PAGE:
Physician Ken Haller Has a Not-So-Secret Talent: Cabaret

Dr. Ken Haller, cabaret singer. (Photo by Gerry Love)

“I think of myself very much as a storyteller — probably a storyteller first and then a singer second.”

For cabaret artist Ken Haller, the stories that weave his songs together are the important part of his shows.

“The thing about the cabaret is that it’s about creating an emotional space for the audience so that they can have their own experience rather than just mine,” says Haller.

Culturally, cabaret is packed with meaning. The French word simply describes a restaurant or club where food and drink are served and live entertainment is provided. But think for a moment about what happens when audience and performers, happily fed and enjoying more than a few of those drinks, begin to sing and play and listen. As the night goes on, a narrative gets told.

Cabaret has acquired the heady reputation of being the champion of everything from bohemian freedoms to anti-fascist politics to a modernity that celebrates the genius at the lovely edges of society, including the lives of sexual minorities and all our wonderful quirks. The art form has traveled from Paris to Berlin to London to New York.

Arriving in St. Louis, it’s a cultural bundle that’s just waiting for a cabaret performer and audience to unpack it. For an hour, Ken Haller gets inside your head with stories and songs. He begins to tell a story and then he sings a song. And then something happens when the audience hears those lyrics in a new way.

Because the stories are the performer’s stories, each cabaret encounter is personal. “When a cabaret performer performs a show it is their show,” says Haller. “And even though they’re using songs that were written by other people, the way those songs pull the narrative together really belong to that performer.”

Haller and his music director, Marty Fox. (Photo courtesy of Ken Haller)

When you set words to music, Haller says, the brain processes them in ways it doesn’t process words alone.“That’s one of the gifts of music is that it accesses a part of the brain that we know mere words don’t. If words that are both intelligent and affecting are put to music, it makes people access a part of themselves that might be a little bit more thoughtful and a little bit more compassionate.”

Haller can be excused his analytical way of describing cabaret’s power to reach deep into our psyches. He comes to it honestly. Haller is a pediatric physician at Cardinal Glennon Children’s Hospital, where his work includes guiding residents in treating LGBTQ children, adolescents and teens.

Sometimes, when he talks, you aren’t 100 percent sure if it’s Dr. Ken Haller speaking or Ken Haller, the cabaret performer.

“I think that what we can do is create a space for people to be truly themselves in the deepest sense and let people see what’s going on in their souls.”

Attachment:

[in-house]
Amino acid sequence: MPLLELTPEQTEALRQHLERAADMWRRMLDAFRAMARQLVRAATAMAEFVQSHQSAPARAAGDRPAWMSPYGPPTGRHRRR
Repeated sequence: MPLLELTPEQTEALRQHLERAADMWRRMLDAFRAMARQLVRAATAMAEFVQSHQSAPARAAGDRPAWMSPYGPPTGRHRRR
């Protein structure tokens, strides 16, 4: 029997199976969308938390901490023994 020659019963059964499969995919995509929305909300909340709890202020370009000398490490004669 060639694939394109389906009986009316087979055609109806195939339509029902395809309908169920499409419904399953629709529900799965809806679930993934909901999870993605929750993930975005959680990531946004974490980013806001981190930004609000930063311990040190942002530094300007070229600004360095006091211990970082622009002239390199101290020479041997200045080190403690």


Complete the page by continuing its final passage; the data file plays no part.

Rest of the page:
Do LGBTQ people have a responsibility to keep the art form alive and thriving?

Haller thinks the answer is yes. “I would say so. I think it has a particular resonance for people in our community because it allows us to tell very personal stories using songs that are familiar.

“For example, in my show Mama’s Boy, I talk about my father and how he had had some problems with alcohol. He overcame that, but we never really had a very close relationship. At the age of 30, when I finally came out to him, he said, ‘Well, I’m not surprised,’ and I said, ‘I didn’t think you would be.’ He said, ‘Well, I’m not shocked,’ and I said, ‘I didn’t think you would be.’ And then he quietly looked at me and said, ‘Are you happy?’ And that’s when my piano player starts underscoring with the song that’s about to come up and I say to the audience, ‘The very fact that he asked me that question was enough for me to say in that moment, ‘Yes, I am happy.’”

And then, in Mamma’s Boy, Ken Haller sang: “He will not always say what you would have him say/but now and then he’ll say something wonderful.”

It’s a lyric from Rodgers and Hammerstein’s The King and I, a lyric first uttered by the king’s first wife, but through the magic of cabaret and the genius of Ken Haller, it’s transformed into a messenger for the universal truth that sometimes people surprise you. And sometimes those people are your parents.

For Ken Haller, that’s what cabaret is about: songs — heard in a new context — surprising an audience. What a delightful way to spend an evening.



“Marry Me A Little” (Music & lyrics by Stephen Sondheim)

“What Are You Doing New Year’s Eve?” (Music & lyrics by Frank Loesser)

“I Remember You” (Music by Johnny Mercer, lyrics by Victor Schertzinger)

“(Not) Getting Married Today” (Music & lyrics by Stephen Sondheim)

“Adelaide’s Lament” (Music & lyrics by Frank Loesser)

Ken Haller brings his considerable talent to the DOORWAYS Inspired 2018: 30 Years of Providing Hope event being held at the Ritz-Carlton in Clayton on Saturday, February 3, 2018.

Seán Collins was a founding member of the DC Chapter of the National Lesbian and Gay Journalists Association when he served as the senior producer of NPR’s All Things Considered. He lives in the Grove these days and produces oral histories of patients and their caregivers for the Providence Institute for Human Caring.


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